UW Extension tools help producers analyze costs, rewards of on-farm storage
For some farming operations, building on-farm grain storage facilities could be more economical than immediately hauling grain to town at harvest, and to help make that decision UW Extension Farm/Ranch Management Specialist John Hewlett has put together some tools to analyze grain bin economics.
“There are two categories of costs to think about as far as owning a grain bin on-farm,” says Hewlett. “It’s not unlike owning or operating machinery or the other buildings we might invest in for our farm or ranch business. There are ownership, or fixed, costs and there are operating costs, or variable costs.”
He explains ownership costs remain constant over whatever level of activity might take place on the farm. “They don’t change with the level of business activity,” he explains.
Variable costs change with the level of business activity, such as fuel and labor use.
“The more business you do, the mose expense you incur,” he says. “Those two types of cost make up the total cost for an operation.”
Fixed costs involved in grain bin ownership and operation include taxes, insurance, depreciation – or the charge assigned to allocate its initial cost of its useful life, which is not the same as tax depreciation. Hewlett says fixed costs also include long-term interest on borrowed capital.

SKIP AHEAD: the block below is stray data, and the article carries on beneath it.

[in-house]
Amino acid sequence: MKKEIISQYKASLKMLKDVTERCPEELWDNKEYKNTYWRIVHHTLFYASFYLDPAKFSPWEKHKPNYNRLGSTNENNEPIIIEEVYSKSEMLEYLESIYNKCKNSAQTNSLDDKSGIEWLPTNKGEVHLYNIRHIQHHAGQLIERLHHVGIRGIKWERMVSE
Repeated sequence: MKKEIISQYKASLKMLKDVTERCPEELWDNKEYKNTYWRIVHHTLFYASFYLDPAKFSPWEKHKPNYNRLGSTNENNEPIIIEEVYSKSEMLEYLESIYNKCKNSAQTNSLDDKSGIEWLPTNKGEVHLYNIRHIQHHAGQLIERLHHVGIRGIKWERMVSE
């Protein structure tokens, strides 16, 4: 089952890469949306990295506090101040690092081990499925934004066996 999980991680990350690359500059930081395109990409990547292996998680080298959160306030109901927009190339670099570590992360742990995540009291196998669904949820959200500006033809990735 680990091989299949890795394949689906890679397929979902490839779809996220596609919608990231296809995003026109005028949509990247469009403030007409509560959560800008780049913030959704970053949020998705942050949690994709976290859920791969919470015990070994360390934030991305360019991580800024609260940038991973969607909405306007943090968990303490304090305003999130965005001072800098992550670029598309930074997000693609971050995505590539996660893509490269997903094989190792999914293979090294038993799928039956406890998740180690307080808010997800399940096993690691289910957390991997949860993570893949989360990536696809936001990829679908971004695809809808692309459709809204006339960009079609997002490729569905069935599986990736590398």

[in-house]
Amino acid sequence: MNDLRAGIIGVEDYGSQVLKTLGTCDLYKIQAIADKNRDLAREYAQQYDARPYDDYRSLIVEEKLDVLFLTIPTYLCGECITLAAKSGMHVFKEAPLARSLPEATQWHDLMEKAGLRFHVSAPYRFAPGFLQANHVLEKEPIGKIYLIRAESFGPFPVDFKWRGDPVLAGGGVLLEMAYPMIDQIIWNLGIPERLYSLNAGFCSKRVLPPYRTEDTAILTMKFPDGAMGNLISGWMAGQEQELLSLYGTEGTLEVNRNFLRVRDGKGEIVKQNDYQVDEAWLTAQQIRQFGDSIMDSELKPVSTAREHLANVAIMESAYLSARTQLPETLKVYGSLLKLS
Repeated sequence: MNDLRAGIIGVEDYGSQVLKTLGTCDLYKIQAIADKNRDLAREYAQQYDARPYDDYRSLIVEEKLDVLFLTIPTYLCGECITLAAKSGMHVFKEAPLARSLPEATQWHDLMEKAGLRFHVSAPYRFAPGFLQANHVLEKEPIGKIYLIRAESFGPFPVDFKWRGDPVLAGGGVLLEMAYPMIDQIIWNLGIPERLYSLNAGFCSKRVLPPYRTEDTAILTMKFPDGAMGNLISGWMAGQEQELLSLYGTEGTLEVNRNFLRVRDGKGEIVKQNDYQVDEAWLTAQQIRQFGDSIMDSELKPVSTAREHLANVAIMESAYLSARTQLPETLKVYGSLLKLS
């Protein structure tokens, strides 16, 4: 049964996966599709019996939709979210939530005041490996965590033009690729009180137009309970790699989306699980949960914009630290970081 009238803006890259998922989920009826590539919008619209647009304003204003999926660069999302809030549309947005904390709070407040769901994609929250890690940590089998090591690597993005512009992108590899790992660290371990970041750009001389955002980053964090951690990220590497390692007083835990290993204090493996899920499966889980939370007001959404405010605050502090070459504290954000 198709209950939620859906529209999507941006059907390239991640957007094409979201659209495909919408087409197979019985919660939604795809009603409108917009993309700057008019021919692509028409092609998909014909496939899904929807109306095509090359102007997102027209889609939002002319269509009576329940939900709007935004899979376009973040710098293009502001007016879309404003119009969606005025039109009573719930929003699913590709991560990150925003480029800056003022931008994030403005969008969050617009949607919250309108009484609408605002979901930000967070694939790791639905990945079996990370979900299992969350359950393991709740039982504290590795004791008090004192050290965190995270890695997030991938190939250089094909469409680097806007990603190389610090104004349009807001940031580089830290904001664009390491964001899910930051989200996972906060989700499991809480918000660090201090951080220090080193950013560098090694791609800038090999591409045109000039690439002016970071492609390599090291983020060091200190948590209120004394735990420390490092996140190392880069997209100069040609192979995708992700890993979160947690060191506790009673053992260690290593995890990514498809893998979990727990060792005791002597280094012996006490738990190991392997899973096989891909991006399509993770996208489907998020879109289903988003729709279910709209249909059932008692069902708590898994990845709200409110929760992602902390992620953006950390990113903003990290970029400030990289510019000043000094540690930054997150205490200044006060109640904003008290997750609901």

“Even if you didn’t borrow, but invest your own capital to buy the bin and put it in place, you should think of a return on your own investment,” he says. “One way or another you should assign a cost for the use of the capital investment.”
Variable costs involved with grain bin ownership include the operating costs of fuel, lube, repair and maintenance.
“If you have them, the dryer and elevator will cost a little for electricity, as well as additional fuel – a cost that will increase substantially with a dryer,” says Hewlett. “Any repair and maintenance to keep the bin functional would also need to be accounted for – whether it be parts or having someone come out and work on it.”
Hewlett says those costs for depreciation, interest, taxes, insurance and repairs should be assigned over the lifetime of the bin, which he says is typically 15 to 25 years.
As far as what bins are selling for, Hewlett says that, according to a current price list, a 15,000-bushel bin costs almost $26,000, and can rise as high as $62,000 at the top end.
“That’s just the initial purchase cost – not all the other costs that also need to be accounted for,” he reminds.
That’s when the tool he’s put together – the Grain Storage Purchase Analysis – comes in handy. It can be found online at farmmanagement.org.
“It allows you to categorize expenses, put in your own values and evaluate the decision,” he says.
For a 25,000-bushel bin costing $33,000 for initial purchase and construction, a producer can enter added costs for site preparation, including additional electricity, leveling, putting down a pad and any other factors to give a bin cost total.
Then the tool asks for capacity, allowing a user to play around with IRS tax depreciation components to see the differences they make in cash flow.